GALO was present at the Tribeca Film Festival’s world premiere of Point and Shoot, and interviewed both VanDyke and Curry ahead of the film’s win of one of the top jury prizes.

GALO: Marshall, what did you think when Matt approached you with his story and footage? Had you heard about his story on the news?

Marshall Curry: I hadn’t, actually. So when he e-mailed me, it was the first I’d heard of it. But he came to New York and he and Lauren met with my wife and I, who is also my producing partner on the project, and they told us the story and it was unbelievable. It was sort of a no-brainer that it was something I’d like to get involved in.

GALO: There must have been quite a lot of footage. Matt, how much of it had you watched over before reaching out to Marshall? What was the process like of actually piecing together the story from the footage, and how much did you both collaborate on that?

Mattew VanDyke: I don’t know how much of it I really watched. I catalogued some of the footage, but I had probably a couple hundred hours that I hadn’t catalogued at all through the years. There were a lot of tapes; it was quite a bit, which is why I couldn’t do the project myself.

MC: So the way that it worked was, after we agreed to do it and he sent us the footage, we started going through it and we came up with questions based on just viewing the footage and on the long conversation that Matt, Lauren, Elizabeth, and I had before. He had spent a number of hours telling us the story, so we already knew the basic outline. When we watched the footage, it created some more questions. So then, we went down to Baltimore with a cameraman and shot interviews over the course of two days, and then went back to New York and started editing. We edited for nine months or so, and over the course of that, it created even more questions. We did audio interviews with Matt, where we would ask him to just explain in more detail and then — I’m sorry, what Matt?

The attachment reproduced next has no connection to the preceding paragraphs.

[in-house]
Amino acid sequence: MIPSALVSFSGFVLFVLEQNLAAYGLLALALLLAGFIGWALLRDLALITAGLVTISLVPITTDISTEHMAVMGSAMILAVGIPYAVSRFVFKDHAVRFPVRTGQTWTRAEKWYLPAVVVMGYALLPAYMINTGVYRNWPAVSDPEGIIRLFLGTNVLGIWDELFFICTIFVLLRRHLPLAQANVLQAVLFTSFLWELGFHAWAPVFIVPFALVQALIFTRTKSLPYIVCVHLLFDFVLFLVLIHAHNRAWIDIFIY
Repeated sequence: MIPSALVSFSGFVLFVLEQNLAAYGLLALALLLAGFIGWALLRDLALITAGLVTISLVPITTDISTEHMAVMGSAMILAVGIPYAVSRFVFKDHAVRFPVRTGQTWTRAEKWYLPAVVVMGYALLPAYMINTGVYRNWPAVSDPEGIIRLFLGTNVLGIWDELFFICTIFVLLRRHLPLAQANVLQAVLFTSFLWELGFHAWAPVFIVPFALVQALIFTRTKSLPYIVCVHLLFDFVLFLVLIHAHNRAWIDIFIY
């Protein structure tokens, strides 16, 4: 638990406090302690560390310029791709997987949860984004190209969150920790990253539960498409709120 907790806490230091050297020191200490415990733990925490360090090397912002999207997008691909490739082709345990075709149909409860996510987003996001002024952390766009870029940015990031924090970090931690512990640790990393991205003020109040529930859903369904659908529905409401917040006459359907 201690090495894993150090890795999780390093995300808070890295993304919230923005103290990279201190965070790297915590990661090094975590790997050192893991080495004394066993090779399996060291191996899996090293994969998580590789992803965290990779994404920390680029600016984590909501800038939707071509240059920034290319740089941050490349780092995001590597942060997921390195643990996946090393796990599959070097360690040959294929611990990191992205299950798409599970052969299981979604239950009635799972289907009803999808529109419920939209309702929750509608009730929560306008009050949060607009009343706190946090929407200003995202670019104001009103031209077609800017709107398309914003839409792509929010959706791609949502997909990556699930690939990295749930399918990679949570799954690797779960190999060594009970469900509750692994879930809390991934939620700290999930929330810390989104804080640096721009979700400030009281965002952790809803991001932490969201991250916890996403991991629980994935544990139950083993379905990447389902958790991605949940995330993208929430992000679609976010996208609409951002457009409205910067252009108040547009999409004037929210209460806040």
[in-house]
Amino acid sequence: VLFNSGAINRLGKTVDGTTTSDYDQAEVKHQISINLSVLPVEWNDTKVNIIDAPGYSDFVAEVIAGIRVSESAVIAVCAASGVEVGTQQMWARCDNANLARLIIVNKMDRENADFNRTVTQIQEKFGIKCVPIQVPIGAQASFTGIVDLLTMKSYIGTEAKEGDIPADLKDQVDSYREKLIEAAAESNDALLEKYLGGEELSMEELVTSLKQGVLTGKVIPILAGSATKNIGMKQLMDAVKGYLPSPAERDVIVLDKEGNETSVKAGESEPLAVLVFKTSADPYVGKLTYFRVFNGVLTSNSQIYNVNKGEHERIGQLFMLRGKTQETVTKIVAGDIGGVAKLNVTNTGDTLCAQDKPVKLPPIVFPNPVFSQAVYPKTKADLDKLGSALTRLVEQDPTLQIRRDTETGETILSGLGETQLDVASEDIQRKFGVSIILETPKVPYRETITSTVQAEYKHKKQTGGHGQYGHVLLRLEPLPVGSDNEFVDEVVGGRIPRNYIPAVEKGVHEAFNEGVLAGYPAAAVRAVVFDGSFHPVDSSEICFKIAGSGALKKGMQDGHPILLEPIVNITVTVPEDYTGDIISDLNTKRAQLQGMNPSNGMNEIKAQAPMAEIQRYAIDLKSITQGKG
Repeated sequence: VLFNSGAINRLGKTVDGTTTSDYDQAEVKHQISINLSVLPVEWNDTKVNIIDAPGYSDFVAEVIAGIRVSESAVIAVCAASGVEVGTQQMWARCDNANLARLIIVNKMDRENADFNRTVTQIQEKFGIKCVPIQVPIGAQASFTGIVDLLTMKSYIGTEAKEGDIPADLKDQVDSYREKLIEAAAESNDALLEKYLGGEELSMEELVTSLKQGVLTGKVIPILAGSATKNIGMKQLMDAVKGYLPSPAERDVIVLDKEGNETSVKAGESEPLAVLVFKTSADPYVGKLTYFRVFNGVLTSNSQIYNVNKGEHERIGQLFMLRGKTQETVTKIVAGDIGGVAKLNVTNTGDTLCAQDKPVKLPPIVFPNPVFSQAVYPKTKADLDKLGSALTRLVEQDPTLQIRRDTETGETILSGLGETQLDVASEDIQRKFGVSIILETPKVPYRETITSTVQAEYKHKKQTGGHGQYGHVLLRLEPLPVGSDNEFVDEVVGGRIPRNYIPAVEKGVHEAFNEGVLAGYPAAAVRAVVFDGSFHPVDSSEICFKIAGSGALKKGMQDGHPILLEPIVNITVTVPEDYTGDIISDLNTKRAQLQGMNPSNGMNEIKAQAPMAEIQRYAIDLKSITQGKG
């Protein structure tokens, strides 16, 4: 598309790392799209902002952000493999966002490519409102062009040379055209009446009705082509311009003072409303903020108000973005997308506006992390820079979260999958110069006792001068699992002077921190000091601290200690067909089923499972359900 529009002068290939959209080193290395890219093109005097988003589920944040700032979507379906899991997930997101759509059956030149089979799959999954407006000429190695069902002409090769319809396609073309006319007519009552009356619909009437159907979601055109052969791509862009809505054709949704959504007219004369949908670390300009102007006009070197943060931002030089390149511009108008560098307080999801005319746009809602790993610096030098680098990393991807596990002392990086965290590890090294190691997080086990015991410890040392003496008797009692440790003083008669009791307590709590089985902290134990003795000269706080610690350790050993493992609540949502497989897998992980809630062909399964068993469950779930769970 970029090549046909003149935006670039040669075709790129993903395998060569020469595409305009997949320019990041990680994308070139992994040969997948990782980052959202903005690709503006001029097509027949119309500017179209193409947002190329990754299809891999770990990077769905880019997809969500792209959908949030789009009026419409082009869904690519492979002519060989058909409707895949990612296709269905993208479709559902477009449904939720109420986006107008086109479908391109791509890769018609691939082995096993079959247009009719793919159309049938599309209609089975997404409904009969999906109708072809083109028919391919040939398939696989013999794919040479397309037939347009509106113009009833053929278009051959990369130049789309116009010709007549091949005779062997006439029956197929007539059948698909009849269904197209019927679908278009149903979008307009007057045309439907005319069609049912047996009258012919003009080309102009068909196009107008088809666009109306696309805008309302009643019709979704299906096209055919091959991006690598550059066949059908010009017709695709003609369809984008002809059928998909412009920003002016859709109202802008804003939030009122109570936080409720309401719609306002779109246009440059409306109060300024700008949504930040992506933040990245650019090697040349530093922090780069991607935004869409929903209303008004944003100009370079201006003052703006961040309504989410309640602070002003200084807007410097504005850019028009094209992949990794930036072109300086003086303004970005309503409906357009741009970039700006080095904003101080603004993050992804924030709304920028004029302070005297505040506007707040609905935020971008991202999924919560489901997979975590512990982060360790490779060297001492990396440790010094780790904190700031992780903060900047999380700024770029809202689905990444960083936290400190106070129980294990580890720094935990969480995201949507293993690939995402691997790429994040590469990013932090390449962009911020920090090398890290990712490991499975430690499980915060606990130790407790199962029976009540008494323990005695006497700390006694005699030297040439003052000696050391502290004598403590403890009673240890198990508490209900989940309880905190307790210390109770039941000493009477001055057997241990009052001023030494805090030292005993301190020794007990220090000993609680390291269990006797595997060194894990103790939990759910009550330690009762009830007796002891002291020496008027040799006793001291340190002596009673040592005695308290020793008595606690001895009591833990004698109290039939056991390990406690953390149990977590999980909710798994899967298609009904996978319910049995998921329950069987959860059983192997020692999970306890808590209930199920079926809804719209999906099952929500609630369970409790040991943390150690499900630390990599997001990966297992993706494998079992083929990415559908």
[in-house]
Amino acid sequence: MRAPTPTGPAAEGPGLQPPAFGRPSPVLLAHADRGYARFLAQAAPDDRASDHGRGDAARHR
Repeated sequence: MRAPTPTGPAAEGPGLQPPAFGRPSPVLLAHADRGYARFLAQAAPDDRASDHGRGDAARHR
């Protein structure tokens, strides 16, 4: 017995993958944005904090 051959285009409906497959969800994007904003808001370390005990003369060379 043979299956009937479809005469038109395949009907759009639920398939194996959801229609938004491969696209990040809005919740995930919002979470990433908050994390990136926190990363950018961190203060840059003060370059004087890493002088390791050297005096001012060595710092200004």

MV: Well, when I brought you the footage, I stitched together a kind of 50-minute, very rough film that just covered the basic story and samples of what footage was in there, just from the Libya part. It was something I had turned together in about a week for family and friends mostly, and then I was reaching out to directors to try and find the right person for this job.

GALO: Was there anything specific you wanted to include but couldn’t because of time constraints?

MC: Sure, it’s a huge story; there are hundreds of hours of footage. Just our interviews alone were 20 something hours. Matt’s childhood, we probably talked about it for two and a half hours, and we boiled it down to a 60 second music montage. We would love to have made a 10 hour series — and I know there is enough footage and enough drama in the story that we could have done that — but unfortunately, PBS doesn’t run a 10 hour series unless your name is Ken Burns, so we had 80 something minutes. We had to just boil it down to the base. They’ll probably be DVD extras, and I know Matt has been thinking a lot about developing a TV show or putting out some more of the footage.